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1

There is a good explanation at the OSM wiki. It boils down to projecting EPSG:4326 coordinates to EPSG:3857 and working the X and Y coordinates of the tile from the X and Y coordinates in that CRS. The "generalized" way to provide tiles for any CRS is TMS.


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i think the fact that we currently define an anonymous function to dicate what happens when users click on the control is why L.domEvent.removeListener can't be used to 'disable' it later programmatically from within a client app (more info here). it sounded like a pretty good idea to me, so i went ahead and submitted a pull request to add wrappers to esri ...


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You are not adding vectorSource to the map. Are you? Review the OL3 WFS example. Change the url to use your server http://localhost:8080/geoserver/wfs and your layer PFT:PFT_pft_pft. It should look like: var vectorSource = new ol.layer.Vector({ source: new ol.source.Vector({ format: new ol.format.GeoJSON(), url: ...


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I think a decision to use geographic data isn't a question of popularity, but a methodic question. Raster and Vector data are basic gis data structures, they can be stored locally, or web-based. WMS and WFS are something like raster-vector, but WMS is for serving raster maps or raster map layers, they are graphic representations of raster and vector data, ...


2

A similar question was asked before: Is it possible to have another CRS in the status bar than used for the map? and the asker finally wrote this piece of code: http://code.activestate.com/recipes/578692/ But I got stuck with it sometimes on startup. You might be better of with the new QuickMapServices plugin, which can deal with different projections far ...


2

Listen for pointermove event on map object: map.on('pointermove', function(evt) { // When user was dragging map, then coordinates didn't change and there's // no need to continue if (evt.dragging) { return; } // You can access coordinates from evt.coordinate now });


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One thing you need to do is move the creation of the "Myposition" layer out of the callback and into an initialization function (possibly as part of startWatch() as long as you remove the layer in stopWatch()). OpenLayers might be smart enough not to recreate the layer if you use the same name (I am not sure which it does), but you might also be creating ...


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No, OpenLayers.js is the code for the openlayers library itself. Somewhere your application loads a .js file that specifies the various layers and map functionality (it is also possible that this is done inline in an HTML file). Try searching through all the files in your application for the text "new OpenLayers.Map" and whatever file contains that text ...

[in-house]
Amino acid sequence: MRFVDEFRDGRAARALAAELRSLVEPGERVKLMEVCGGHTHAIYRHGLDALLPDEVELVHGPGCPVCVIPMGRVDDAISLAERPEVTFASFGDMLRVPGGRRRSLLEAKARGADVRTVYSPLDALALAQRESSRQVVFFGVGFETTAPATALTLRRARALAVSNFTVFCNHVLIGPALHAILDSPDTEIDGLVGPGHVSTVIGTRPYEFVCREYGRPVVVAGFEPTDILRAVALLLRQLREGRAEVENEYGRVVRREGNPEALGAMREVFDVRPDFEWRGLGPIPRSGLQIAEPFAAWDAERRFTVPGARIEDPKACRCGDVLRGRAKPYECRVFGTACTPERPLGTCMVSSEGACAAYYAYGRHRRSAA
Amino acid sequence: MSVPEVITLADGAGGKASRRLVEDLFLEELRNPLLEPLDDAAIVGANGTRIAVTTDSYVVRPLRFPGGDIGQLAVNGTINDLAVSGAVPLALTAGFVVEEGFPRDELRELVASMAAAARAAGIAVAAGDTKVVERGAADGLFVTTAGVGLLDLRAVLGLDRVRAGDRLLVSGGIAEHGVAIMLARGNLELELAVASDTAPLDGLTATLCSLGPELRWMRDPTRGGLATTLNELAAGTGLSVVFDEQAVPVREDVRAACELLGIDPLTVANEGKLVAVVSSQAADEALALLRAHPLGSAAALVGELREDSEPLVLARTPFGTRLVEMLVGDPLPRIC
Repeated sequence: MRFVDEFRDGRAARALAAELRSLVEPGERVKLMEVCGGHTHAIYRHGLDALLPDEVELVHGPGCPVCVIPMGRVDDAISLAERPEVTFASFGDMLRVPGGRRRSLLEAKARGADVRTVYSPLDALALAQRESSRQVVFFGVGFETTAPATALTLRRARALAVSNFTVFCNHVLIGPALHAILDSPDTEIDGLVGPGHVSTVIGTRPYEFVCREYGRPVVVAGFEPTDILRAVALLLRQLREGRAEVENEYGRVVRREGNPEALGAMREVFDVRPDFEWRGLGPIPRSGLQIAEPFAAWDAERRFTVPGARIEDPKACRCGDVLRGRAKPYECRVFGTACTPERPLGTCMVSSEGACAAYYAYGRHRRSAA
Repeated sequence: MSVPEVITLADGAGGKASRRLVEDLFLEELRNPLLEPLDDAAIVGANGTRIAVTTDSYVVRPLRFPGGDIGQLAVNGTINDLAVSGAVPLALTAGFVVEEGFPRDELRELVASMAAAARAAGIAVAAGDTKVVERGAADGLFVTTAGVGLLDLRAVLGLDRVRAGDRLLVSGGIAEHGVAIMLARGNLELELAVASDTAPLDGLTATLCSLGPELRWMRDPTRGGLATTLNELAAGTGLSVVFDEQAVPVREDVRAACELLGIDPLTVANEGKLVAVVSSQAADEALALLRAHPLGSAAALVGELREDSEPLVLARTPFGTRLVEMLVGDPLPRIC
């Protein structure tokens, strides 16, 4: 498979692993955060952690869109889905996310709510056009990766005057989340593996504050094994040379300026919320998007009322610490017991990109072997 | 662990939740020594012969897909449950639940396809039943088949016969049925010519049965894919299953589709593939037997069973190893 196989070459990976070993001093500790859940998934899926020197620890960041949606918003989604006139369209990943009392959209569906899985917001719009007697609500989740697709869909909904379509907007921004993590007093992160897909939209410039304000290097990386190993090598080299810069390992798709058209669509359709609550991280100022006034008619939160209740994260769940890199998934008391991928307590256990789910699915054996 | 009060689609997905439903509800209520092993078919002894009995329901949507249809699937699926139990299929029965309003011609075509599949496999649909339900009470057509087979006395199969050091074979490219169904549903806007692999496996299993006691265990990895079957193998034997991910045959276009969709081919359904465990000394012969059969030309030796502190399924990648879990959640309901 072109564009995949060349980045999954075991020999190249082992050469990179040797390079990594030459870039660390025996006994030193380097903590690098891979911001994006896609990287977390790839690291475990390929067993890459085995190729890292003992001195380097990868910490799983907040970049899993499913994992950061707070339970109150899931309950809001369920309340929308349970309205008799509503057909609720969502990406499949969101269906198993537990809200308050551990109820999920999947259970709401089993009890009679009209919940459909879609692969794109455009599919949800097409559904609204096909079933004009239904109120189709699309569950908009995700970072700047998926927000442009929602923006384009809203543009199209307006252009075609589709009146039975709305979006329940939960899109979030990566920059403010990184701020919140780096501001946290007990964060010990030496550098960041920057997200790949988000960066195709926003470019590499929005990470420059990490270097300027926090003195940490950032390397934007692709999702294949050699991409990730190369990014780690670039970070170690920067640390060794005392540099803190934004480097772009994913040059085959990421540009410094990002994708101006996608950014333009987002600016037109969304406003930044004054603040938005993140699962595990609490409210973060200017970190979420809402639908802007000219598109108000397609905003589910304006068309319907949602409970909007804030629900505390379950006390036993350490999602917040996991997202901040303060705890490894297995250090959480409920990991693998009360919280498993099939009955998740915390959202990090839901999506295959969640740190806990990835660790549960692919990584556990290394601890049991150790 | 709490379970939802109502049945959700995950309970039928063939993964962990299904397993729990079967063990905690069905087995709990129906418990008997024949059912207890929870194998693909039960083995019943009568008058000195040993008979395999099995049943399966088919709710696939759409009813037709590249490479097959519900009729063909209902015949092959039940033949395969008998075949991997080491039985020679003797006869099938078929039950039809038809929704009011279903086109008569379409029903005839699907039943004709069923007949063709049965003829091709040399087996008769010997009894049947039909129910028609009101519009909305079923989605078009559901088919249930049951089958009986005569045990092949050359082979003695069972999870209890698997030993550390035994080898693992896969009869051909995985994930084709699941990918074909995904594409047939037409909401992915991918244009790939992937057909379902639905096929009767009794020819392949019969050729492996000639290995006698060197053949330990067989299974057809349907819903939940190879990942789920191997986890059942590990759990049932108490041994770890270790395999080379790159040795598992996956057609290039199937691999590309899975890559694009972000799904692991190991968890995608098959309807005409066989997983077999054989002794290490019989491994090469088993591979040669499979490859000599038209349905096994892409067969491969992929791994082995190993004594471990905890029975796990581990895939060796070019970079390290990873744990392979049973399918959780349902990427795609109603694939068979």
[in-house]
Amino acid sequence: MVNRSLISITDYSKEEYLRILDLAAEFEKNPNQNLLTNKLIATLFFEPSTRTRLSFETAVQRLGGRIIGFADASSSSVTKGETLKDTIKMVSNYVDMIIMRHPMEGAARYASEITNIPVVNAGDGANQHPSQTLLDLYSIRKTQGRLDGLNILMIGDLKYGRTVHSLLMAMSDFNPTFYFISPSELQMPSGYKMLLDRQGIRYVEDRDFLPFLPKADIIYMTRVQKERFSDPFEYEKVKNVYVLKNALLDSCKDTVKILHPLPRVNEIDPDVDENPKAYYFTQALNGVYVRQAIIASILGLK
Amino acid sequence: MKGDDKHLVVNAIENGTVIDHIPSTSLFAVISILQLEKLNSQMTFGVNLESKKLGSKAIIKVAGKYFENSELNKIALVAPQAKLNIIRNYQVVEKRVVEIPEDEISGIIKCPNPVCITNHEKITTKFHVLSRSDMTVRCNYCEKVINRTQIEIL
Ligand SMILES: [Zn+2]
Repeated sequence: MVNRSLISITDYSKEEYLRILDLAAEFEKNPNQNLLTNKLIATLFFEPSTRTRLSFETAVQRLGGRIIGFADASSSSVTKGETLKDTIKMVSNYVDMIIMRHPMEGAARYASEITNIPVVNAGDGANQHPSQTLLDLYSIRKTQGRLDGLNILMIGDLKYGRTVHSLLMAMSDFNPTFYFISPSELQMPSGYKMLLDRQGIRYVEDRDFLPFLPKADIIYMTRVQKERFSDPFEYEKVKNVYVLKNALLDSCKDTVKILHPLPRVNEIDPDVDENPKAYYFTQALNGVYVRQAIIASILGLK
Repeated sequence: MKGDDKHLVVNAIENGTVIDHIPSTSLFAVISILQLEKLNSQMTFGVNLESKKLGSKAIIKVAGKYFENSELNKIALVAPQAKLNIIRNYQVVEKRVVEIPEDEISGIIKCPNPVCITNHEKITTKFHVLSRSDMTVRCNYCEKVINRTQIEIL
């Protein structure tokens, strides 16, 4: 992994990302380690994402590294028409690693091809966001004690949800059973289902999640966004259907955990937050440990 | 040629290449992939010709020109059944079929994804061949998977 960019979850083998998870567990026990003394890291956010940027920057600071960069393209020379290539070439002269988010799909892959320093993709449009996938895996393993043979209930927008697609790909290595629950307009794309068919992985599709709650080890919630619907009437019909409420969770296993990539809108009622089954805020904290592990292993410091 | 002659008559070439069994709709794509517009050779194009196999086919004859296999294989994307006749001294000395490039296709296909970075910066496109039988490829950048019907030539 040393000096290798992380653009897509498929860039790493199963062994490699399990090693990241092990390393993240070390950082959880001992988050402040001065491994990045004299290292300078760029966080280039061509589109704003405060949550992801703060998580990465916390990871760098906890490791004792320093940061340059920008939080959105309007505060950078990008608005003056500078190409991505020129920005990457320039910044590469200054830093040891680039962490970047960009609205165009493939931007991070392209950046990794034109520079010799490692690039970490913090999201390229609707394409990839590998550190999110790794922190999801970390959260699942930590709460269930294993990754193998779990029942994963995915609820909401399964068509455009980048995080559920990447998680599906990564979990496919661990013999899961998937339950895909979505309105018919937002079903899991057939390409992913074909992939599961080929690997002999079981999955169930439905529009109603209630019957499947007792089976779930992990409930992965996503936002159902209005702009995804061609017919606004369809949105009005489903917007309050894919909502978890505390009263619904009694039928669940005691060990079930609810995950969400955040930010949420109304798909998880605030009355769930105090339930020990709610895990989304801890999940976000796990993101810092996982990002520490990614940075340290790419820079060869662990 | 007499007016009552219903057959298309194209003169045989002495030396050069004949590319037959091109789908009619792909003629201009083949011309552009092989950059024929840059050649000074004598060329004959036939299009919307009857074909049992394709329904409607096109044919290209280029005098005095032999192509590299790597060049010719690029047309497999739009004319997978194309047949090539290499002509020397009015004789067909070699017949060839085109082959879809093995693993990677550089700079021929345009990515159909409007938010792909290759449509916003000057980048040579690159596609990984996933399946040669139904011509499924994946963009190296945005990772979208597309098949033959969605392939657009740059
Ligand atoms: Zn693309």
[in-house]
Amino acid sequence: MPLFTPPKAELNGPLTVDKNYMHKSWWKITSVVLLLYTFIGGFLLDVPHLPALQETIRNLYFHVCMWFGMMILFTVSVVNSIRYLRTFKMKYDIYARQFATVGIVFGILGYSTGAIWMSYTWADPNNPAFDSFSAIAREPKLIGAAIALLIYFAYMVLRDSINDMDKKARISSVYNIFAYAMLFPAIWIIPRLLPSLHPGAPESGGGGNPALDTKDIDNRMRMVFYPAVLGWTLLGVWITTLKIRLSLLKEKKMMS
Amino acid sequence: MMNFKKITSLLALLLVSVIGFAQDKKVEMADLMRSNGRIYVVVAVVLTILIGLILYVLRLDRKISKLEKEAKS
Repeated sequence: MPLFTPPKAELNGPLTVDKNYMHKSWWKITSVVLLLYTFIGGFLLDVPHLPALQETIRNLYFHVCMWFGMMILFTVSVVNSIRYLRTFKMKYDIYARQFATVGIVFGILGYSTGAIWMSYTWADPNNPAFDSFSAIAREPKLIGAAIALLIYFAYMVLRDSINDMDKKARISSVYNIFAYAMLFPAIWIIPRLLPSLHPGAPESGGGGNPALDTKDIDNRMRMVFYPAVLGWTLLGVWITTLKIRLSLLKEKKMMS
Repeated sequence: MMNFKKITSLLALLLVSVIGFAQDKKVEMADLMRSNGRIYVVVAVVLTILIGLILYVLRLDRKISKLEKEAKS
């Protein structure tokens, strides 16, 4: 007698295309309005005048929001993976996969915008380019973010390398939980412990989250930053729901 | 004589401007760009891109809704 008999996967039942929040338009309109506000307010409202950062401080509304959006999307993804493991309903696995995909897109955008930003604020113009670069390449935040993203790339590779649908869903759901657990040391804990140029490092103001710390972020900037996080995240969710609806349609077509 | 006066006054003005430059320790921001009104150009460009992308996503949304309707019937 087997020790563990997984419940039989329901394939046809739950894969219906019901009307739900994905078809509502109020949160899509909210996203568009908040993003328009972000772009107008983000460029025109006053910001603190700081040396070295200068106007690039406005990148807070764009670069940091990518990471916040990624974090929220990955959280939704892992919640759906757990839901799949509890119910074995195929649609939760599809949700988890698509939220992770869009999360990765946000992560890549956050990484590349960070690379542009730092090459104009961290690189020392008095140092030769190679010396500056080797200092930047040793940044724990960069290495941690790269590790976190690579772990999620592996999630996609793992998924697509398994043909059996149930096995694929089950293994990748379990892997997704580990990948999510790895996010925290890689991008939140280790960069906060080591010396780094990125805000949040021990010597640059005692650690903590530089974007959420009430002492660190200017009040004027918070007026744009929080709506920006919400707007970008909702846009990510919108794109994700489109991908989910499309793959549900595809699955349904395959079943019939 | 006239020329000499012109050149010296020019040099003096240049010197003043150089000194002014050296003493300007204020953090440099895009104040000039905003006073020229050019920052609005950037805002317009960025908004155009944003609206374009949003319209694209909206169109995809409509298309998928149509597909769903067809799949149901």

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The quick answer to the question is yes it is possible. You will need to construct an external SLD file, and store it on your server, then you will need to send a GetMap request that references that SLD in your request. So here for example is a GetMap request to a GeoServer WMS (generated through a web client using OpenLayers) GetMap to a GeoServer WMS ...


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You don't have that (yet) on GeoExt 3. Meanwhile, you might check another smaller project focused on managing layers, called extjs_ol3_layercontrol. It is also written in ExtJS. Check the blog and the github. If you add the Geoserver capabilities URL (something like ...


2

By default point sizes are measured in pixels and so will change size as you zoom in and out of your map. The Symbology Encoding standard allows you to specify the size of your points (and other features) in map units which will remain the same real world size as you zoom in and out, that is they seem to get bigger as you zoom in like polygons do. You need ...


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Have you tried Leaflet export as well as Openlayers? Leaflet export warps rasters as best it can to the right projection, but OL3 doesn't. Rasters are not qgis2web's strongest feature, and need more development: https://github.com/tomchadwin/qgis2web/issues/33 Edit: Another thought. Make sure your project is in 4326, check "Match project CRS", and try ...


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QGIS is a desktop program, you could create a project file with the WFS/WMS layers then modify the xml of the QGIS project file to load up in the extent that the Open Layers map is in. Export the user drawn layer to json and then they can load that in a print. But that relies on the user having QGIS. Alternatively see the answer to this question and modify ...


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A WMS request returns an image that is generated on the server so the CQL filter must be executed there. If you have a supported query then GeoServer will pass the CQL filter down to the PostGIS (or other) database for further speed savings (unless it's Oracle when it may slow down :-( ).


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Your map and your WMS layer are projected in Web Mercator (EPSG:900913). Therefore, it is normal that your WMS url bbox are 15028131.255,-5009377.085,20037508.34,0 instead of 15.255,-50.085,20.34,0. So I cannot see the problem. Is your WMS working properly? What is the result of your mapserver queries like: ...



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